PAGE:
- Generating New Business. One-third of U.S. consumers say they are more likely to do business with an advertiser after getting their logoed product.
- Latino Market Magnet. At 54%, Latino consumers own the most promotional T-shirts.
- Mais Oui. Parisians are far more likely to own promotional USB drives than consumers in other cities, with 27% owning them, versus 9% of U.S. consumers.
- Safe, Healthy Cities. In Dallas and Montreal, 11% of consumers own promotional health and safety items, versus the U.S. average of 8%.
- Top 3 Products. Writing instruments (50%), shirts (43%) and bags (29%) were the most popular products by category in the U.S.
- Superior Pass-Along Value. Sixty-six percent of U.S. respondents give away unwanted items to someone else, up 15 percentage points from 2008.
- Bags are Big. In the U.S., 29% of consumers who own promo products own a promotional bag, with Asian consumers owning the most of any racial demographic.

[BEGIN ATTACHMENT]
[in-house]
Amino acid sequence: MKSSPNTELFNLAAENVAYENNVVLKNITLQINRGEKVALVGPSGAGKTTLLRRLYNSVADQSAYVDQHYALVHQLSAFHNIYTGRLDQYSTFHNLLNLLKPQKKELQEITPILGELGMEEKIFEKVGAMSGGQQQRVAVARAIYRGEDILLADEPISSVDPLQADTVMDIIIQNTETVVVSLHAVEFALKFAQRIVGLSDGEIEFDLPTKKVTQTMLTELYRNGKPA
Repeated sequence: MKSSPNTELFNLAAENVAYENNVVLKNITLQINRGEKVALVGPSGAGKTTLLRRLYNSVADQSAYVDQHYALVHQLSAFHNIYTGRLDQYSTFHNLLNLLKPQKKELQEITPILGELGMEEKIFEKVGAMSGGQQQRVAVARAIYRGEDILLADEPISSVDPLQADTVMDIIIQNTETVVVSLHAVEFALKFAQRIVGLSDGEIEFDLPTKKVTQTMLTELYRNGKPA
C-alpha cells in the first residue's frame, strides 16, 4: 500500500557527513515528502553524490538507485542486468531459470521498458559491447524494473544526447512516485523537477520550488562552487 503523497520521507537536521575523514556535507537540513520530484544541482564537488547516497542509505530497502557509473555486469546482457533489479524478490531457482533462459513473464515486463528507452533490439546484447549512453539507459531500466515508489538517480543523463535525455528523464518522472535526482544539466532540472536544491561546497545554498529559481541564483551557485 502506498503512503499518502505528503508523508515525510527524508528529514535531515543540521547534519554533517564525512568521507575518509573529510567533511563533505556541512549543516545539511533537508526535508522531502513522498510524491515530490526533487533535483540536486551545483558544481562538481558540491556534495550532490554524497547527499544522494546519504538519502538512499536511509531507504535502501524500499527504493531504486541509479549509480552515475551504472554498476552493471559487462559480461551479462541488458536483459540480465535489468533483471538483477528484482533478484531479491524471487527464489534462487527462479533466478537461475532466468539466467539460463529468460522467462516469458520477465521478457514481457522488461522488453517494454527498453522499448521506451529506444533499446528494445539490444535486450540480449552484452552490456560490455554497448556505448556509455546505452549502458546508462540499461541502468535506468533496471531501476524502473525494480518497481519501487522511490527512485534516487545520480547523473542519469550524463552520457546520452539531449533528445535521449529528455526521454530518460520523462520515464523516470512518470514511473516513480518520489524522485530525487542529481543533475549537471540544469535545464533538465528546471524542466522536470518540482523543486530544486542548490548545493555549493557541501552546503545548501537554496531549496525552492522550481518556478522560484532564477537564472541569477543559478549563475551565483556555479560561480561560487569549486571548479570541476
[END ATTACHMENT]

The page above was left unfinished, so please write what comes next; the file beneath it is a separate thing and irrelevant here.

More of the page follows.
- Voters Speak. More Independents (48%) than Republicans (44%) and Democrats (39%) have a logoed shirt at home.
- Golden Oldie. As consumers age, they're more likely to own a promotional calendar.
- In the Office. Women are more likely to own a promo desk accessory in their offices than men, by a margin of 20% to 14%.
- Cap-Tastic. White men are the most likely demographic group to own branded caps, versus 15% of African Americans and 12% of women.
- Cheers. Gen-Xers and older own more promotional drinkware than those under 35. Of 12 cities surveyed, Philadelphians love logoed mugs and glasses the most, with 21% of Philly consumers owning promotional drinkware.